Featured Research

from universities, journals, and other organizations

Few allergies in unstressed babies, Swedish researchers find

Date:
December 13, 2011
Source:
Karolinska Institutet
Summary:
A new study shows that infants with low concentrations of the stress-related hormone cortisol in their saliva develop fewer allergies than other infants. Hopefully this new knowledge will be useful in future allergy prevention.

A new study from Karolinska Institutet shows that infants with low concentrations of the stress-related hormone cortisol in their saliva develop fewer allergies than other infants.
Credit: © Dalia Drulia / Fotolia

A new study from Karolinska Institutet in Sweden shows that infants with low concentrations of the stress-related hormone cortisol in their saliva develop fewer allergies than other infants. Hopefully this new knowledge will be useful in future allergy prevention.

The study is published in the December paper issue of Journal of Allergy and Clinical Immunology.

The incidence of allergies in children has increased over the past few decades, especially in the West. In Sweden, 30 to 40 percent of children have some kind of allergy. A combination of environmental and lifestyle factors during pregnancy and early infancy are thought to be responsible for the sharp rise in allergic diseases.

"Psychosocial factors and the stress hormone cortisol are associated with allergic diseases," says Dr Fredrik Stenius of the Department of Clinical Research and Education at Stockholm South General Hospital. "Our study found that children with low salivary cortisol levels as infants have a lower prevalence of allergies during the first two years of life, compared to other children."

The team has previously described a link between a lower prevalence of allergies in school children and an anthroposophic lifestyle.

"And now we've found the same link in infants from families that follow anthroposophic lifestyles, and that they have relatively low levels of cortisol," adds Dr Stenius, who earned his PhD earlier in the year with a thesis on the subject.

The researchers believe that factors related to stress regulation also influence the development of infant allergies and will now monitor the infants from the neonate period and into childhood.


Story Source:

The above story is based on materials provided by Karolinska Institutet. Note: Materials may be edited for content and length.


Journal Reference:

  1. Fredrik Stenius, Magnus Borres, Matteo Bottai, Gunnar Lilja, Frank Lindblad, Gφran Pershagen, Annika Scheynius, Jackie Swartz, Tφres Theorell, Johan Alm. Salivary cortisol levels and allergy in children: The ALADDIN birth cohort. Journal of Allergy and Clinical Immunology, 2011; 128 (6): 1335 DOI: 10.1016/j.jaci.2011.07.038

Cite This Page:

Karolinska Institutet. "Few allergies in unstressed babies, Swedish researchers find." ScienceDaily. ScienceDaily, 13 December 2011. <www.sciencedaily.com/releases/2011/12/111212092747.htm>.
Karolinska Institutet. (2011, December 13). Few allergies in unstressed babies, Swedish researchers find. ScienceDaily. Retrieved October 23, 2014 from www.sciencedaily.com/releases/2011/12/111212092747.htm
Karolinska Institutet. "Few allergies in unstressed babies, Swedish researchers find." ScienceDaily. www.sciencedaily.com/releases/2011/12/111212092747.htm (accessed October 23, 2014).

Share This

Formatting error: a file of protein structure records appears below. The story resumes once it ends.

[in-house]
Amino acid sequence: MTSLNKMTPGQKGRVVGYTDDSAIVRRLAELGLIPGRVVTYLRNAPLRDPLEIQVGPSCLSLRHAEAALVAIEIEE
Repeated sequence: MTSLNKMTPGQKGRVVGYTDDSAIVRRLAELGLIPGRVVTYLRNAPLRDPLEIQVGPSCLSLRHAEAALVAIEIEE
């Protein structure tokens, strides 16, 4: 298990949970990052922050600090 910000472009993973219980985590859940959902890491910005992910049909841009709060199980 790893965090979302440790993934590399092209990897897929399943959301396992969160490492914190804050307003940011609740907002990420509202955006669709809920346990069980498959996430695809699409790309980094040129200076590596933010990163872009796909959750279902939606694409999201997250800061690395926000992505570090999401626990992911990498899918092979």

More Health & Medicine News

Thursday, October 23, 2014

Featured Research

from universities, journals, and other organizations


Featured Videos

from AP, Reuters, AFP, and other news services

Orthodontist Mom Jennifer Salzer on the Best Time for Braces

Orthodontist Mom Jennifer Salzer on the Best Time for Braces

Working Mother (Oct. 22, 2014) — Is your child ready? Video provided by Working Mother
Powered by NewsLook.com
U.S. Issues Ebola Travel Restrictions, Are Visa Bans Next?

U.S. Issues Ebola Travel Restrictions, Are Visa Bans Next?

Newsy (Oct. 22, 2014) — Now that the U.S. is restricting travel from West Africa, some are dropping questions about a travel ban and instead asking about visa bans. Video provided by Newsy
Powered by NewsLook.com
US to Track Everyone Coming from Ebola Nations

US to Track Everyone Coming from Ebola Nations

AP (Oct. 22, 2014) — Stepping up their vigilance against Ebola, federal authorities said Wednesday that everyone traveling into the US from Ebola-stricken nations will be monitored for symptoms for 21 days. (Oct. 22) Video provided by AP
Powered by NewsLook.com
Doctors Help Paralysed Man Walk Again, Patient in Disbelief

Doctors Help Paralysed Man Walk Again, Patient in Disbelief

AFP (Oct. 22, 2014) — Polish doctors describe how they helped a paralysed man walk again, with the patient in disbelief at the return of sensation to his legs. Duration: 1:04 Video provided by AFP
Powered by NewsLook.com

Search ScienceDaily

Number of stories in archives: 140,361

Find with keyword(s):
 
Enter a keyword or phrase to search ScienceDaily for related topics and research stories.

Save/Print:
Share:  

Breaking News:

Strange & Offbeat Stories

 

Health & Medicine

Mind & Brain

Living & Well

In Other News

... from NewsDaily.com

Science News

Health News

Environment News

Technology News



Save/Print:
Share:  

Free Subscriptions


Get the latest science news with ScienceDaily's free email newsletters, updated daily and weekly. Or view hourly updated newsfeeds in your RSS reader:

Get Social & Mobile


Keep up to date with the latest news from ScienceDaily via social networks and mobile apps:

Have Feedback?


Tell us what you think of ScienceDaily -- we welcome both positive and negative comments. Have any problems using the site? Questions?
Mobile iPhone Android Web
Follow Facebook Twitter Google+
Subscribe RSS Feeds Email Newsletters
Latest Headlines Health & Medicine Mind & Brain Space & Time Matter & Energy Computers & Math Plants & Animals Earth & Climate Fossils & Ruins